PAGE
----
Graduate spotlight: screenwriter, author and inspirational writing coach Stuart Wakefield
19 April 2023
We sat down with Stuart to see where he is now.
What has your career journey been since graduating from Falmouth University?
I’ve started my own book coaching business, The Book Coach, had a book reach the 2021 BookLife Prize Fiction Contest semi-finals and had micro fiction and a novelette published. I recently finished writing three episodes of a forthcoming Channel 4 comedy, too.
Right now, I’m working on expanding my business, developing a new TV show with a producer I worked with at Turner (now Warner Bros. Discovery) and completing two new novels. It’s beyond busy, but I love every minute. Having said that, I’m getting up at 4.30am to keep on top of everything!
It’s not just about discussing what needs to be improved in your work: it’s about understanding what it means to be a writer.
How do you think your course help you to develop the skills you needed for a career in writing and broadcasting?
The course taught me how to look at my work objectively - and that’s harder to do than most people realise. I think it’s true for all creatives, because it’s so difficult to separate ourselves from our work. Now I have my own business coaching writers, learning to provide constructive critique has been invaluable. It’s not just about discussing what needs to be improved in your work: it’s about understanding what it means to be a writer.
When studying on the course, I most enjoyed the camaraderie of my cohort. We critiqued each other’s work before each submission and that process drew us closer. Writing can be a solitary craft, so a feeling of community can be beneficial.
Are there any projects you’re particularly proud of?
By far, it’s the Channel 4 comedy I worked on. I worked with RDF Television for the production, and the whole experience was incredible; from the first meeting with the producers to the final scripts being signed off. I can’t wait until it airs this year! (I wish I could tell you the name, but a pesky Non-Disclosure Agreement won’t let me. Still, my name will be in the credits so look out for me!).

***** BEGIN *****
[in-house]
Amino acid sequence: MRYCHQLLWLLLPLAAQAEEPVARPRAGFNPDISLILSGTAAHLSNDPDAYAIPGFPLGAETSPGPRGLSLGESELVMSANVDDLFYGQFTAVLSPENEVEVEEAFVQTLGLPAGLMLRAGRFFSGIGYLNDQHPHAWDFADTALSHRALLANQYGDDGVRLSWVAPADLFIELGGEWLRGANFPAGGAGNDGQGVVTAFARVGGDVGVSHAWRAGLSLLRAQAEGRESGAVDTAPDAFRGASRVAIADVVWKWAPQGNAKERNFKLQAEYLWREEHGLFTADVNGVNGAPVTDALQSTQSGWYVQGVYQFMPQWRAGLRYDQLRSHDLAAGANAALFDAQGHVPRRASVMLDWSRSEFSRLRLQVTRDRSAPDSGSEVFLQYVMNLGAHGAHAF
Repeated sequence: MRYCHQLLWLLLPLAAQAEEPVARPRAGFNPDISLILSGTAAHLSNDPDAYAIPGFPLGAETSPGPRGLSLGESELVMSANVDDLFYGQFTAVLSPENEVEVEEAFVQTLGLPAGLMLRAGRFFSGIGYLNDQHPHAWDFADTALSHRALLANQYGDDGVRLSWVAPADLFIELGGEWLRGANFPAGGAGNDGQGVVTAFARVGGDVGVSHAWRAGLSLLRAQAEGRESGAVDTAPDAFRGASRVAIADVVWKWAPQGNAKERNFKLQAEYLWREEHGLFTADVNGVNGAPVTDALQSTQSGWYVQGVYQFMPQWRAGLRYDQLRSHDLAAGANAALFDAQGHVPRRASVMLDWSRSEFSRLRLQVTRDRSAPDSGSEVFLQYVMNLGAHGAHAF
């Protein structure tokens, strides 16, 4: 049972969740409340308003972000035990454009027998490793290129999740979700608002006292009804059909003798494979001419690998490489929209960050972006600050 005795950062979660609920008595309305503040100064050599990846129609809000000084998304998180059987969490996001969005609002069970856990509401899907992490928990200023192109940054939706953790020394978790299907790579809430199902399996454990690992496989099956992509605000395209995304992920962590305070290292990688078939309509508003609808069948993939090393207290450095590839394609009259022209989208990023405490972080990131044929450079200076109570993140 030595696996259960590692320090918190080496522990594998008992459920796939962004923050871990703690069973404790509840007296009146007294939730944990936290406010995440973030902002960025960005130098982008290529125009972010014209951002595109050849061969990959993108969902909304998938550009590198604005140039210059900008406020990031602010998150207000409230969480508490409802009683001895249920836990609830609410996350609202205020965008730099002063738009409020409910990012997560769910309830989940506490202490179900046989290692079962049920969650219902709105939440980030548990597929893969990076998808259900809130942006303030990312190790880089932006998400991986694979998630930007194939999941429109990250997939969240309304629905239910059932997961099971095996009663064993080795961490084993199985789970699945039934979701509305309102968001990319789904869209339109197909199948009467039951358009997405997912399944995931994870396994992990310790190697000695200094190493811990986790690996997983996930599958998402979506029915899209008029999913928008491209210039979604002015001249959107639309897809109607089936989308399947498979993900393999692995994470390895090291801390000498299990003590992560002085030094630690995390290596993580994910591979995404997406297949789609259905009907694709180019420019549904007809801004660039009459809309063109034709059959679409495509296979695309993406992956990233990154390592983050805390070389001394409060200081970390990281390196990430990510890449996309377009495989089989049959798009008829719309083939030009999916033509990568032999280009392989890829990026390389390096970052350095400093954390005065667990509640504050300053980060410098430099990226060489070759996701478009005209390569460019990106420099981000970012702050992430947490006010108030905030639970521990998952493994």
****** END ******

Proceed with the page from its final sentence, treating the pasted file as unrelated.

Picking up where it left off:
The biggest challenges on the project was time: any rewrites had to be completed in 24 hours. That was tough, especially when a rewrite came through on my birthday! I knew from working at Turner that this was how things can turn out, but it’s a whole lot different when you’re on the receiving end of those requests.
Plan strategies that will help you stay motivated and kick imposter syndrome to the curb, commit to continuous improvement so your creative practice thrives, and believe in yourself.
It was unexpected, but I rose to the challenge. If Channel 4 commissions a second series, they’ve asked if I’ll go back and write again. That has to say something, right? I’m really proud of that.
What advice would you give to students looking to enter the industry?
Plan strategies that will help you stay motivated and kick imposter syndrome to the curb, commit to continuous improvement so your creative practice thrives, and believe in yourself. If you’ve graduated then that’s proof you can do it!